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Natalie of Nattycakes

Natalie's a hustler.⁠

She's a business woman, cake baker, pastry artist, delivery person, & logistics coordinator all in one. During the three days I visited Natalie to shoot this profile, she powered through a seemingly endless stream of cakes, fillings, icings, and toppings. As a bystander it was a whirlwind just to witness all the careful planning it would take to run Nattycakes, but for Natalie, it was effortless. ⁠

Natalie knew she wanted to be a baker from the time she was 15, and now she's not only living out that teenage dream, but doing it successfully and sustainably. She inspires me to go after what I want without hesitation, and to never stop pushing through despite the challenges that may arise.⁠

You can keep up with Natalie and check out her gorgeous seasonal cakes, cookies, and more at @lovenattycakes. Plus, wish her well on her honeymoon, which she is currently celebrating in Paris!

BAYDISH: What are your memories of cooking and baking growing up?

NATALIE: I remember baking sugar cookies with my mom around the holidays and apple pies with my grandma, and being so in love with the process! I would eat my way through every step and found myself still excited to try the end result. It became my weekend activity!

BAYDISH: When did you decide you wanted to bake for a living?

NATALIE: When I was 15 1/2 and looking for a job. My friend worked at a grocery store bakery and I thought it was so cool to be around cakes all day.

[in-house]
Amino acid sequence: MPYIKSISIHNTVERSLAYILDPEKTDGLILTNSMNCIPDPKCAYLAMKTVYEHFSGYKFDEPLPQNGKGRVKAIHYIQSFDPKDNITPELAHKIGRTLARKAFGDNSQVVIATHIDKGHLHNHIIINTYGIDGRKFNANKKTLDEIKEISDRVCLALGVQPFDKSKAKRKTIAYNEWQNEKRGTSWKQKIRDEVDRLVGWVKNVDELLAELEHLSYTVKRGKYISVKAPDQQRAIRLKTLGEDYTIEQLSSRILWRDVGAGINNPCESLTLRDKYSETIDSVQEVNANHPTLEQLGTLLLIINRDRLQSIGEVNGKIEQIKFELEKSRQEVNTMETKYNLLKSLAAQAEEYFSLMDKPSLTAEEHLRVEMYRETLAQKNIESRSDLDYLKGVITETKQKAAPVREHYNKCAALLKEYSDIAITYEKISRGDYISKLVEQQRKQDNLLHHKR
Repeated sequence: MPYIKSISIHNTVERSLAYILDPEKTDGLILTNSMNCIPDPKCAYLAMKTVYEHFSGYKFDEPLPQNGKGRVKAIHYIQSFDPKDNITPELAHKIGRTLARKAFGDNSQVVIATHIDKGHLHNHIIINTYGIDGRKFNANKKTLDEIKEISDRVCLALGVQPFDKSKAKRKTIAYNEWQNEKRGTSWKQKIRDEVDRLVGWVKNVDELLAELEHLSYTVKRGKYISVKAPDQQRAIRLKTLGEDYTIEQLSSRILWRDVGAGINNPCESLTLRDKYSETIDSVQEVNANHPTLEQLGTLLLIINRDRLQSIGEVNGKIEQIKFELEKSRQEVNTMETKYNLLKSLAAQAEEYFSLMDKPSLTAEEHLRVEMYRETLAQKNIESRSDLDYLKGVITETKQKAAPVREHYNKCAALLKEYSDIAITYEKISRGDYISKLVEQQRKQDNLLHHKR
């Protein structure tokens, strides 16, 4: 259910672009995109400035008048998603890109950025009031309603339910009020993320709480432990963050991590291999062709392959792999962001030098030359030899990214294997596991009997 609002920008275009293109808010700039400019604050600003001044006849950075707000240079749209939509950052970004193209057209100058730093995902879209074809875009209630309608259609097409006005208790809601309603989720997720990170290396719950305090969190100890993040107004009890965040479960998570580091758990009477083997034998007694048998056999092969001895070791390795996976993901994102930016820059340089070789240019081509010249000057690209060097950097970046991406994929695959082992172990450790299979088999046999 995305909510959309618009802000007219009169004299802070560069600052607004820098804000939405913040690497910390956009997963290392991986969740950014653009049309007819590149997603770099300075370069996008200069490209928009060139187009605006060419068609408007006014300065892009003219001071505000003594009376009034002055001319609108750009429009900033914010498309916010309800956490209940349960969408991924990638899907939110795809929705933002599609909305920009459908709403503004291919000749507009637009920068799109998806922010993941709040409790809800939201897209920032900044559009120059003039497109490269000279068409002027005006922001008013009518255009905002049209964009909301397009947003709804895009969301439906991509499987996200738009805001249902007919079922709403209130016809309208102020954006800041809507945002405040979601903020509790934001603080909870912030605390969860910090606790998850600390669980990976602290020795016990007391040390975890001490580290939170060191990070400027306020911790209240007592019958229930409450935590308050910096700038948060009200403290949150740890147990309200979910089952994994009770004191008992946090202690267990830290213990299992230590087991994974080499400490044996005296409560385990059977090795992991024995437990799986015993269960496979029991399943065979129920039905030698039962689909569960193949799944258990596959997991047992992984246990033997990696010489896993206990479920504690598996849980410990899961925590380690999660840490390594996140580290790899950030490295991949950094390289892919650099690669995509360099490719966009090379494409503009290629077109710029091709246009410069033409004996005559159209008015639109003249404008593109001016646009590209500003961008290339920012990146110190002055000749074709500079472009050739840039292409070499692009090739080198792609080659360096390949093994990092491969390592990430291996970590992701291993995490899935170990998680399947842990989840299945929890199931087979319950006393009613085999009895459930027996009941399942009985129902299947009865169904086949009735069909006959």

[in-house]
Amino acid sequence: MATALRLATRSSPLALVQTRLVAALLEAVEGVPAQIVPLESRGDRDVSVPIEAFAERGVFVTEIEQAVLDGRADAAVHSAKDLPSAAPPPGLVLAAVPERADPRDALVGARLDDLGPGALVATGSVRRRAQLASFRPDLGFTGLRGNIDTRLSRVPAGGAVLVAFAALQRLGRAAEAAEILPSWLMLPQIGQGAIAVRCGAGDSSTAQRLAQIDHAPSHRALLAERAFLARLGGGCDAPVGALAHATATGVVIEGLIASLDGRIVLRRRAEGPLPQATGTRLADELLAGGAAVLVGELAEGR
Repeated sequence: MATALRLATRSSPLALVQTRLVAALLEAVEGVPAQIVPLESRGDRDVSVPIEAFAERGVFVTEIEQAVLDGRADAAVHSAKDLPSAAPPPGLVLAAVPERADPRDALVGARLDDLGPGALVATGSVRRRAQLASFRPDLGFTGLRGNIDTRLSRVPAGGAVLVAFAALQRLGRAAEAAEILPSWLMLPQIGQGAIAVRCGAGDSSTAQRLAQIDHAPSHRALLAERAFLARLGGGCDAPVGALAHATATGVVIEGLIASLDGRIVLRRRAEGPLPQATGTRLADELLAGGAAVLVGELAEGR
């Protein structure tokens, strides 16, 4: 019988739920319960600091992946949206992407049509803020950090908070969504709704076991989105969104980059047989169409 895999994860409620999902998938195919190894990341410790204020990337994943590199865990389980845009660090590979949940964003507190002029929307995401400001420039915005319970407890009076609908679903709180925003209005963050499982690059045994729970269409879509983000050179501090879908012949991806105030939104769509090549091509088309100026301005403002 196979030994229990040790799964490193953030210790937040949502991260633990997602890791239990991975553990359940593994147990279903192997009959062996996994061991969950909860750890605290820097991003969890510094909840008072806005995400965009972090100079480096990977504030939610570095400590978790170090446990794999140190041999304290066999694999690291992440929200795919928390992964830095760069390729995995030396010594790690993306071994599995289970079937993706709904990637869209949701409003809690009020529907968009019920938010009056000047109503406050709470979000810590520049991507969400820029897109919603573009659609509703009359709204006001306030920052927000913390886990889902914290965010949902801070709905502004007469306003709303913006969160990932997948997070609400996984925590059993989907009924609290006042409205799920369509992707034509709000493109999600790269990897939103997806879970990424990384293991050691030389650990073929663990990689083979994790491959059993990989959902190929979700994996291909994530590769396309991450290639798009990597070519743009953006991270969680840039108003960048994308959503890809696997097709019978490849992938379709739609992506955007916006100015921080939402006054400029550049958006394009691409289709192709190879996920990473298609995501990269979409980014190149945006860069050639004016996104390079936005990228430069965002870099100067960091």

BAYDISH: What advice would you give your younger self?

NATALIE: Relax. Everyone struggles, ask for help and don’t be embarrassed when you aren’t picking things up as quickly as your peers.

BAYDISH: What's most challenging about the Bay Area food community?

NATALIE: How expensive rent is and how unaffordable purchasing a building can be. To be sustainable you need a solid foundation, and when your landlord decides to lease your space to another group without telling you, you find your thriving business, otherwise sustainable business, on a jello foundation. To be able to own a building here would solve so many problems yet who can afford $2.5 million dollars for a run down building?!

BAYDISH: What's your favorite thing about the Bay Area food community?

NATALIE: How collaborative it is! When I started Natty Cakes I anticipated a lot of tension and awkward competition. But the Bay Area has a strong food community that lifts each other up and shows you that if one succeeds, we all succeed. Those businesses that crash and burn are the ones that stole ideas along the way and didn’t lift others while on the incline. Gratitude and grace go a long way here!

BAYDISH: What are some unique challenges for women who work in food?

NATALIE: Others assume I am the delivery girl or the assistant, I couldn’t possibly be the owner as I am under 50 and female. My business is looked at as “cute “ or a side project, rather than a sustainable business I have built from the ground up without investment money handouts.

BAYDISH: What are you most proud of?

NATALIE: I am most proud of our kitchen community. I work with some of my favorite humans, who happen to be incredibly talented. Even though there are four separate businesses in our kitchen, we think as one when it comes to making decisions for our space. We all come into the kitchen each day happy to see one another and always look for ways we can help make each others’ days easier.

BAYDISH: What can we expect next from Nattycakes?

NATALIE: So much! We are on the hunt for a new kitchen and for a reasonable landlord. We are going to use this as a stepping stone in solidifying our kitchen community. I will continue to make beautiful cakes that bring me joy, and will eventually learn what it takes to balance work and home life as we start to plan for a family!




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